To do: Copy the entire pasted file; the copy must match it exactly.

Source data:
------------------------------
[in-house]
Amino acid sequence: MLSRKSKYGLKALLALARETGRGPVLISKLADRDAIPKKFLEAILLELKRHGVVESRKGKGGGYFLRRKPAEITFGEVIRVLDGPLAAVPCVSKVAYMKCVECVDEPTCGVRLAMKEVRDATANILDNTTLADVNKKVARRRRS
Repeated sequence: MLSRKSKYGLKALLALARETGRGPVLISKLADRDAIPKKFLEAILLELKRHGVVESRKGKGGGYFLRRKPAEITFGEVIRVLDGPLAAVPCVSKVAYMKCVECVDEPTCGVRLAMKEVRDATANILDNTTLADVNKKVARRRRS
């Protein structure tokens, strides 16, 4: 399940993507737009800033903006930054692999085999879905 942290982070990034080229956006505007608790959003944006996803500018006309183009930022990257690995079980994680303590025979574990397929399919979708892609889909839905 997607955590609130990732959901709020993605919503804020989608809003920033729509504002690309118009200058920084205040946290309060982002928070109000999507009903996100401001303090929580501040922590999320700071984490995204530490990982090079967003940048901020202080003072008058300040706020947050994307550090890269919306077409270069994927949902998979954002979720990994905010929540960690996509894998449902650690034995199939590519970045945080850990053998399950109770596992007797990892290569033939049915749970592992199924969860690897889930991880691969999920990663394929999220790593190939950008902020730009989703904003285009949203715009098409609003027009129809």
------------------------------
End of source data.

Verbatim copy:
[in-house]
Amino acid sequence: MLSRKSKYGLKALLALARETGRGPVLISKLADRDAIPKKFLEAILLELKRHGVVESRKGKGGGYFLRRKPAEITFGEVIRVLDGPLAAVPCVSKVAYMKCVECVDEPTCGVRLAMKEVRDATANILDNTTLADVNKKVARRRRS
Repeated sequence: MLSRKSKYGLKALLALARETGRGPVLISKLADRDAIPKKFLEAILLELKRHGVVESRKGKGGGYFLRRKPAEITFGEVIRVLDGPLAAVPCVSKVAYMKCVECVDEPTCGVRLAMKEVRDATANILDNTTLADVNKKVARRRRS
């Protein structure tokens, strides 16, 4: 399940993507737009800033903006930054692999085999879905 942290982070990034080229956006505007608790959003944006996803500018006309183009930022990257690995079980994680303590025979574990397929399919979708892609889909839905 997607955590609130990732959901709020993605919503804020989608809003920033729509504002690309118009200058920084205040946290309060982002928070109000999507009903996100401001303090929580501040922590999320700071984490995204530490990982090079967003940048901020202080003072008058300040706020947050994307550090890269919306077409270069994927949902998979954002979720990994905010929540960690996509894998449902650690034995199939590519970045945080850990053998399950109770596992007797990892290569033939049915749970592992199924969860690897889930991880691969999920990663394929999220790593190939950008902020730009989703904003285009949203715009098409609003027009129809």